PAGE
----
A further section at the bottom of McBains Hill has also been resurfaced.

Write to Them!

Letter Writing

If you’d like to see better cycling infrastructure in the Highlands one of your most powerful tools is contacting your elected representatives. The more positive letters they receive about active travel the better. Here’s how to get started.

Who to Contact?

Most roads, paths and cycleways in the Highlands are the responsibility of The Highland Council. You can write to your local councillors about these. Changes are likely to come to committees – you can also write to the members of the committee and the chair.

The exception to this is trunk roads (eg the A9); these are the authority of the Scottish Government. You can contact your MSPs about these.

Finding your councillors

You have 3 or 4 councillors depending on which ward you live in. Try and contact all your representatives but especially those likely to hold or sway the balance of power.

Use the Highland Councils ‘Find your Councillor‘ tool to find your councillors using your postcode. Alternatively if you know your ward you can look up your councillors by ward. You can email them, or post them a letter.

Many councillors are also on social media – you can contact them there too.

Finding your MSPs

You have 8 MSPs representing you; one constituency MSP who represents your local area and 7 regional MSPs who represent your larger area.  You can contact either type of MSP about any issue dealt with by the Scottish Parliament.

Find your MSPs on the Scottish Parliament Website

What to Say…

As an individual writing to your local representative you don’t need to provide detailed analysis of all the angles – it’s fine to be yourself and add your own voice. The important thing is to contact them, not to be perfect.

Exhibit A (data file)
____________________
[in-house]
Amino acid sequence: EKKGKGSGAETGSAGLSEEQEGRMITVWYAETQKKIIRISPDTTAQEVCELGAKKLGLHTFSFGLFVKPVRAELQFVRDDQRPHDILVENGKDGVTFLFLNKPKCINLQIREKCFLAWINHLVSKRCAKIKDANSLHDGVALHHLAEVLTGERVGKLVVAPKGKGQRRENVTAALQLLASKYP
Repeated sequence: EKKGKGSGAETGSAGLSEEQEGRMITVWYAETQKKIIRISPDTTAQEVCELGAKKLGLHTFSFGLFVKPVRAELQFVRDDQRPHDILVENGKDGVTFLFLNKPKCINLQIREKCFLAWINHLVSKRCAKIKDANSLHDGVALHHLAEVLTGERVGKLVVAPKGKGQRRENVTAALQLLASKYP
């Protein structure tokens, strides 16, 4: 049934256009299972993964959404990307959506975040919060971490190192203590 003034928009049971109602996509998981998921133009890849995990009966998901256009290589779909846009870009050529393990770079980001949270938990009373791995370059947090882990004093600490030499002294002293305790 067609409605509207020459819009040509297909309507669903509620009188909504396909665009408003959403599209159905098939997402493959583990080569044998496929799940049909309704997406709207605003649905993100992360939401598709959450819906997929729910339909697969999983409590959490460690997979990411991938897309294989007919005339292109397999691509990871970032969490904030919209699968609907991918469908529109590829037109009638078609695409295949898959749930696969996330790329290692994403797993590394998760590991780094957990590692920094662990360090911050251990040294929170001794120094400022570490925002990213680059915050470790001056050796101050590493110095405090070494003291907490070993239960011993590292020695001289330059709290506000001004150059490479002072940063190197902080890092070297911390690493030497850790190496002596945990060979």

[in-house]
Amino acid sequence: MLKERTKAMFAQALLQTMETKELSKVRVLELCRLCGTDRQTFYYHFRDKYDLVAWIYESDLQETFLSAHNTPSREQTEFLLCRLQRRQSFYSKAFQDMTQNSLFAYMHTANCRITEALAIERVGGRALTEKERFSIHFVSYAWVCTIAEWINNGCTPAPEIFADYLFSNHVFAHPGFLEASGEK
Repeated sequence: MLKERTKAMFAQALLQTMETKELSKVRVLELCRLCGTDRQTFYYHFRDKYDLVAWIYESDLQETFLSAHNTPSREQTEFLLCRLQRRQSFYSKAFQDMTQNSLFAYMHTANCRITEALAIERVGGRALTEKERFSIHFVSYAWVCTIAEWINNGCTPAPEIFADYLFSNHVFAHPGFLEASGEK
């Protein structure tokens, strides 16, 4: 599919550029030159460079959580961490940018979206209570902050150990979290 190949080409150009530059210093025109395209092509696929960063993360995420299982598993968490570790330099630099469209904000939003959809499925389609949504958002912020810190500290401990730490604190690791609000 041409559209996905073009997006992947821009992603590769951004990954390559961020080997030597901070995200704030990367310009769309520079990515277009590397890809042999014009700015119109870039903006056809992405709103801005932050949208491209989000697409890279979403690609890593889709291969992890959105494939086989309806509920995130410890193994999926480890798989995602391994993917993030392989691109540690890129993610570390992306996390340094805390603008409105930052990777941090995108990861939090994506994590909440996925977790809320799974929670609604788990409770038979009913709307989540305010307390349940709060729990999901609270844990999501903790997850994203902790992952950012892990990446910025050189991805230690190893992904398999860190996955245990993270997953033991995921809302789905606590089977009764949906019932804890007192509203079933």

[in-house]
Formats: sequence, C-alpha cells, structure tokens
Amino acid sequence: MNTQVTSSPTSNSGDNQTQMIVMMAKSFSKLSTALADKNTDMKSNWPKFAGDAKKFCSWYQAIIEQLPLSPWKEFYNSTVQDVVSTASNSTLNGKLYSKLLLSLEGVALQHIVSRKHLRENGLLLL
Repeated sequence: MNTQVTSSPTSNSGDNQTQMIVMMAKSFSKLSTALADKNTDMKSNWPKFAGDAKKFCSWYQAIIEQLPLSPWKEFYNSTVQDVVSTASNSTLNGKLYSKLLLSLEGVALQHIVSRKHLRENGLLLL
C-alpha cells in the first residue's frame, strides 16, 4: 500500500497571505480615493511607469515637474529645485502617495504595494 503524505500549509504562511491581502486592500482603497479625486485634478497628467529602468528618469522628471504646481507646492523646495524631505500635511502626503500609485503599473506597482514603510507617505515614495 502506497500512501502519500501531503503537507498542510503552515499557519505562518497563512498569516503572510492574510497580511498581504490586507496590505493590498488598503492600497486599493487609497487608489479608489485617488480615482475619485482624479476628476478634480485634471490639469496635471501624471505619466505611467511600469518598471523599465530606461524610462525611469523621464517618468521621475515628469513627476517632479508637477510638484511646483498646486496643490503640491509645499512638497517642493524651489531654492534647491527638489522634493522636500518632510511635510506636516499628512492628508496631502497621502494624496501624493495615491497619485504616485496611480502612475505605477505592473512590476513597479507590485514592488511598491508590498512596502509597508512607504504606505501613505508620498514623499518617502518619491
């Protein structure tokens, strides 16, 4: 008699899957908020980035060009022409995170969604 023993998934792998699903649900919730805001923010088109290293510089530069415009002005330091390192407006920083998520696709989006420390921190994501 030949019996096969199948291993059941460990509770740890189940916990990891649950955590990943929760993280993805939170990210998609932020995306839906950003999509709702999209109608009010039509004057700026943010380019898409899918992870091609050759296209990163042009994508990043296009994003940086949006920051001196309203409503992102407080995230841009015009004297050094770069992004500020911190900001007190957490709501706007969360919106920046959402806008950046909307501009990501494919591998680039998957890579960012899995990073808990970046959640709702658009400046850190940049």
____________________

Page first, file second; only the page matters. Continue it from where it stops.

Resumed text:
• Try to stick to one or just a few issues
  • Say what the problem (or good thing) is
  • How is this effecting you
  • what would you like them to do about it
  • If you like you can provide background about the issue or link it to their party policy.

This guide to Communicating with your councillors from CyclingUK has some more great tips.

Have your say on the Case for Change | Highlands Local Transport Strategy

Have your say! – Consultation closes 29th May 2023

“The Highland Council is updating its Local Transport Strategy, which sets out how it will manage and modernise the transport network across the region for the coming years. The Case for Change is the first stage in this process and is about gathering evidence; we have prepared a Case for Change Report and would like to hear your views on it.”

Highland Council

The Highland Council is consulting on the ‘Case for Change‘ which proposes an update to the Local Transport Strategy. The Case for Change report is the first stage in the process of preparing the next Local Transport Strategy for Highland.

A consultation on this 100+ page draft is ongoing and you can respond as an individual.

The Consultation asks for a response to each of the sections in the “Key Findings and Draft Objectives” of the report, from the summary section of the document. You’ll be asked how much you agree/disagree along with space for further comments.

Let us Know your Thoughts

HCC would also love to know your thoughts; you can let us know in the comments below, via email or on the socials.

A screen shot from the Case for Change survey.



Read: Local Transport Strategy Case for Change
Respond: LTS Case for Change Consultation

Conveners Report to the 2023 AGM

from John Davidson HCC Convener

This year has been another busy year for the committee members. We have continued to respond to proposals particularly in the Inverness area, as well as offering support for projects further afield.